Over the centuries since the ratification of the Constitution in 1789 and the Bill of Rights in 1791, the principle of States’ powers and States' rights – that States enjoy certain rights and prerogatives upon which the Federal government may not intrude – has gained a bad reputation. One could reasonably date the origin of this bad association from 1948, when Strom Thurmond accepted the presidential nomination of the break-away Democrats constituting the States’ Rights Party (“Dixiecrats”). The Dixiecrats were tainted because they advocated a radical doctrine of States’ rights and powers in opposition to a Federal government they viewed as bent on coercive nationwide racial integration, in violation, they argued, of the Ninth and Tenth Amendments to the US Constitution. To this day, the very phrase “States’ rights” conjures up memories, not only of the Dixiecrats’ walking out of the Democratic Party in 1948, but also of Arkansas governor Orval Faubus’ opposition to Supreme-Court-ordered school desegregation, and of Alabama governor George Wallace in 1963 declaiming “Segregation now! Segregation tomorrow! Segregation forever!” All were based on their reading of the Ninth and Tenth Amendments. However, the imperious conduct of the Trump Administration vis a vis a whole spectrum of issues – immigration enforcement, environmental regulation, urban crime, and LGBTQIA rights, to name just the most salient examples – bids fair to not only rehabilitate the reputation of the these long-defamed Amendments, but – the irony is exquisite! – to transform the 9th and 10th Amendments into powerful tools for progressive action.
The real reasons for Southern conservatives’ ostensible devotion to the States' rights and powers Amendments are pretty transparent: in antebellum times, the Southern States used the Ninth and Tenth to assert State sovereignty over the issue of slavery; in the middle 1900s, they similarly used them to assert State sovereignty over the issue of segregation. But those are both instances of bad reasons being cited for obscuring a genuine and legitimate theoretical issue arising from federalist practice. (I mean “federalist” in the sense of the division of government into three echelons – Federal, State, and local – not the Federalist Party.) Furthermore, a respectable argument can be made – and has been made literally since the original constitutional convention at Philadelphia in 1787 – in favor of the Southerners’ more robust view of State sovereignty. This difference is usually referred to as a disagreement between Federalists – people advocating a strong central Federal government (Washington, Adams, Hamilton, Chief Justice Marshall, et al.) – and Anti-Federalists or Jeffersonians (Jefferson, George Mason, Patrick Henry, et al.). The Federalists were led and exemplified by “high” Federalist Alexander Hamilton, who wanted to abolish the States as such and divide the Nation basically into a multitude of bite-sized administrative districts that would be little more than glorified counties in a Continent-sized “hyper-State” (something opposed even by more moderate Federalists like John Adams), and no-less-radical Jeffersonian John C. Calhoun, who envisioned the Nation as an 18th-century European Union or even United Nations.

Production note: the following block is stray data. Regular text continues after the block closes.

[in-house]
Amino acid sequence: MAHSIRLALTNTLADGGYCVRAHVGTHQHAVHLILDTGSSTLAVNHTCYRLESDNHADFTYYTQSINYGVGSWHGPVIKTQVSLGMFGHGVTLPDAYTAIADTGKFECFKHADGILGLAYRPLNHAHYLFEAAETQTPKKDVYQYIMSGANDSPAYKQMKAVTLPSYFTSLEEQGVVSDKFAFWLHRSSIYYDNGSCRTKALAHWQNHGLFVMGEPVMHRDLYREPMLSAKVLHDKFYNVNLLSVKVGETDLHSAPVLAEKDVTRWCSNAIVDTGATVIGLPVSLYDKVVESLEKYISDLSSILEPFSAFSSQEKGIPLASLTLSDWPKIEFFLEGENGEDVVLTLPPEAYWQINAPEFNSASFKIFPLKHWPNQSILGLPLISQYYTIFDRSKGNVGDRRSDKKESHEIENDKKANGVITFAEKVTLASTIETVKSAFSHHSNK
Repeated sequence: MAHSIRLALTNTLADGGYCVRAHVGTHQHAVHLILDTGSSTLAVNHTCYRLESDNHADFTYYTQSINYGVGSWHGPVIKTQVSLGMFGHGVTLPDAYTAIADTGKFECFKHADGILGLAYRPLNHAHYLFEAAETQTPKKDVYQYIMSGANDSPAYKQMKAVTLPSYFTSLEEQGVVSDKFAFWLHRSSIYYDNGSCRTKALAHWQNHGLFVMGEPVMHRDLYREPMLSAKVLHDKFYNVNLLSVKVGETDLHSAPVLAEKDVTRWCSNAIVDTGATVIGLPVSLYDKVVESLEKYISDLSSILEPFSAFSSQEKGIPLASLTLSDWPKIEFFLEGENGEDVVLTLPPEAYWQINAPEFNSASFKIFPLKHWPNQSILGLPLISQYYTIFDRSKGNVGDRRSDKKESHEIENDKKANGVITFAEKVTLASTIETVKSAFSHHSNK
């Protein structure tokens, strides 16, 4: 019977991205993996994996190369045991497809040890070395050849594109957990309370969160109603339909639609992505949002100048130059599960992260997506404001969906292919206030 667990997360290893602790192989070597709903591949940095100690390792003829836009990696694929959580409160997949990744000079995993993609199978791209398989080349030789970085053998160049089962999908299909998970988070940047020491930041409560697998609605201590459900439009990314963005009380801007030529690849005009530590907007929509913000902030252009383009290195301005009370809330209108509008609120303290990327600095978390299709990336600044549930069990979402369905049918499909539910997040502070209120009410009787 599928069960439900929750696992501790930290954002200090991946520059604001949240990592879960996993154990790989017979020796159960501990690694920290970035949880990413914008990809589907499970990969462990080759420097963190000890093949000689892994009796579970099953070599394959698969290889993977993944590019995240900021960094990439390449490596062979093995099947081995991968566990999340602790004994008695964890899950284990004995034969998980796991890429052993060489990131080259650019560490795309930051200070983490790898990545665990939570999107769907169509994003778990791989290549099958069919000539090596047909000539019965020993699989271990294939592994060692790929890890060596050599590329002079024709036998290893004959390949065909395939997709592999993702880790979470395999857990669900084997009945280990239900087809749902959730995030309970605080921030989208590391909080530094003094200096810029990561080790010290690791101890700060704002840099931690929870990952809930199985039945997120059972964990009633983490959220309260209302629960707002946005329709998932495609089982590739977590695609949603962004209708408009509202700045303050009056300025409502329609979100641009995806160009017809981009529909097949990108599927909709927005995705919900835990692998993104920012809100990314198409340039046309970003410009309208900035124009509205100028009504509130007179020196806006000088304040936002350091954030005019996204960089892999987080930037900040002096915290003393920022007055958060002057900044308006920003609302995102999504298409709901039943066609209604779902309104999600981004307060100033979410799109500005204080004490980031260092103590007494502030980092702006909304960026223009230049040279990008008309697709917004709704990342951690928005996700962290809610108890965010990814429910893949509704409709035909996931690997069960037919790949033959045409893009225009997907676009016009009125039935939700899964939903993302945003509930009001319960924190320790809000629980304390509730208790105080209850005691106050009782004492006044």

This disagreement, in turn, originated in differing answers to a few deceptively straightforward questions: when the States ratified the US Constitution, what power relations were the ratifiers affirming between the Federal and State governments? Post-ratification, did the locus of Federal power now reside exclusively in the Federal government? Or did the States retain that power, so that whatever Federal power the national government enjoyed could be revoked and withdrawn back to the originating State? (Think of it like your kids using your car: you loan them the keys for the evening, but you still own the car, and so can rescind the loan. But if they buy the car from you … Did the ratification of the Constitution cede power to the Federal government, or merely loan it?) Given that the States came first chronologically – indisputably true – does that temporal order of precedence imply that State sovereignty is inalienable and irrevocable, rather like your family tree? (All these questions were exhaustively addressed in John C. Calhoun's Disquisition on Government. Calhoun came down firmly on the inviolability of States' rights, and was one of the architects of the Southern policy of "nullification" whereby States could simply ignore Federal laws the nullifying State deemed unconstitutional. President Andrew Jackson came perilously close in 1832 to dissolving the South Carolina legislature, sending in the military, and governing South Carolina directly from Washington, DC, when the South Carolina legislature passed an "ordinance of nullification" putting the Federal government on notice that the State would not comply with the tariffs of 1828 and 1832. Confrontation was avoided only because Congress passed the Compromise Tariff of 1833.) Never in the 228 years since the ratification of the Constitution “proper” (i.e., without Amendments) has this question been definitively settled. Even the blood of 700,000 Americans (counting non-combatants) in the Civil War did not settle it: the Confederacy merely surrendered … which is not the same thing.
(Speaking of the Confederacy ... did you ever wonder why the secessionists called their new nation the "Confederate States of America"? Yes, "United States of America" was already taken. But even if that name had not already been in use, the Confederacy almost certainly would not have used it. Why? Because the Confederacy was predicated on a "strong" doctrine of States' rights, per Calhoun's vision. So the States that seceded considered themselves as being merely confederated, not united -- again, in somewhat the same sense that the nations constituting the European Union are confederated, not united: Brexit was the European equivalent of secession, something explicitly provided for in the EU constitution, but not its American counterpart. So when the legislature of South Carolina passed its ordinance of secession in 1860, it was attempting to do the mid-19th-century American equivalent of Brexit.)